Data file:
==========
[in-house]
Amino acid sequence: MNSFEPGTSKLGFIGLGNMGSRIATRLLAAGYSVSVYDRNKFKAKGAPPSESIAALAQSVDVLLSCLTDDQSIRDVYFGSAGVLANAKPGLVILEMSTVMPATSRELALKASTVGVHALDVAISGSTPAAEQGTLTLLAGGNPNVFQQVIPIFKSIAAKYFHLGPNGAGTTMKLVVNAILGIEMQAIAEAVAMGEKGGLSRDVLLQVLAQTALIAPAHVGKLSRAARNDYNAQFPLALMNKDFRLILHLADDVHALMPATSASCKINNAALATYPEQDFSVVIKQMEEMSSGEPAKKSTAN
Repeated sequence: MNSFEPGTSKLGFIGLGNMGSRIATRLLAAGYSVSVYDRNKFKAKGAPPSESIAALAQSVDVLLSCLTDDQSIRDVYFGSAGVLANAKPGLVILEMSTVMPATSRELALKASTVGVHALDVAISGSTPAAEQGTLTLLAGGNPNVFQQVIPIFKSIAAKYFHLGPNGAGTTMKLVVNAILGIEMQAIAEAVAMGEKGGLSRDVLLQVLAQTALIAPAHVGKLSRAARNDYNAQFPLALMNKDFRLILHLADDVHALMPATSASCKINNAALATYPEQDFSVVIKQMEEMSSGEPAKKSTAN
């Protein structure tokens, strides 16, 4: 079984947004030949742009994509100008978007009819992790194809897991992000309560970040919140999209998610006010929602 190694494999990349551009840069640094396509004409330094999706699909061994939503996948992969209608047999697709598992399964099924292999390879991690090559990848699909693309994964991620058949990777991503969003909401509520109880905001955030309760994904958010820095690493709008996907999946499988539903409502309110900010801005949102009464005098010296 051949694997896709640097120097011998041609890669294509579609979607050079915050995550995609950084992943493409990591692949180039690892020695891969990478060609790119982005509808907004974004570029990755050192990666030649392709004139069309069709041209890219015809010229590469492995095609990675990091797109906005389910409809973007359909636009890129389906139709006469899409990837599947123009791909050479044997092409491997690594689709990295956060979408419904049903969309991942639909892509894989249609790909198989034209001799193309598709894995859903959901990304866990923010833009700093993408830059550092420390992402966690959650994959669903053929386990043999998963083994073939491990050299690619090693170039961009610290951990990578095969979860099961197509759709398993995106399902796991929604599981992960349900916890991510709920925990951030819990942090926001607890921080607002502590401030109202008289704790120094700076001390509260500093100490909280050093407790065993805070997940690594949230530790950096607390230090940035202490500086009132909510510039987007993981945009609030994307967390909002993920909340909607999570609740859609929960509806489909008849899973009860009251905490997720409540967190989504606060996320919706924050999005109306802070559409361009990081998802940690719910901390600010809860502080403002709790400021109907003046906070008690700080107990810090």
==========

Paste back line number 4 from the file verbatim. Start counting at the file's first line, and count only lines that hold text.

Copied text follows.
């Protein structure tokens, strides 16, 4: 079984947004030949742009994509100008978007009819992790194809897991992000309560970040919140999209998610006010929602 190694494999990349551009840069640094396509004409330094999706699909061994939503996948992969209608047999697709598992399964099924292999390879991690090559990848699909693309994964991620058949990777991503969003909401509520109880905001955030309760994904958010820095690493709008996907999946499988539903409502309110900010801005949102009464005098010296 051949694997896709640097120097011998041609890669294509579609979607050079915050995550995609950084992943493409990591692949180039690892020695891969990478060609790119982005509808907004974004570029990755050192990666030649392709004139069309069709041209890219015809010229590469492995095609990675990091797109906005389910409809973007359909636009890129389906139709006469899409990837599947123009791909050479044997092409491997690594689709990295956060979408419904049903969309991942639909892509894989249609790909198989034209001799193309598709894995859903959901990304866990923010833009700093993408830059550092420390992402966690959650994959669903053929386990043999998963083994073939491990050299690619090693170039961009610290951990990578095969979860099961197509759709398993995106399902796991929604599981992960349900916890991510709920925990951030819990942090926001607890921080607002502590401030109202008289704790120094700076001390509260500093100490909280050093407790065993805070997940690594949230530790950096607390230090940035202490500086009132909510510039987007993981945009609030994307967390909002993920909340909607999570609740859609929960509806489909008849899973009860009251905490997720409540967190989504606060996320919706924050999005109306802070559409361009990081998802940690719910901390600010809860502080403002709790400021109907003046906070008690700080107990810090």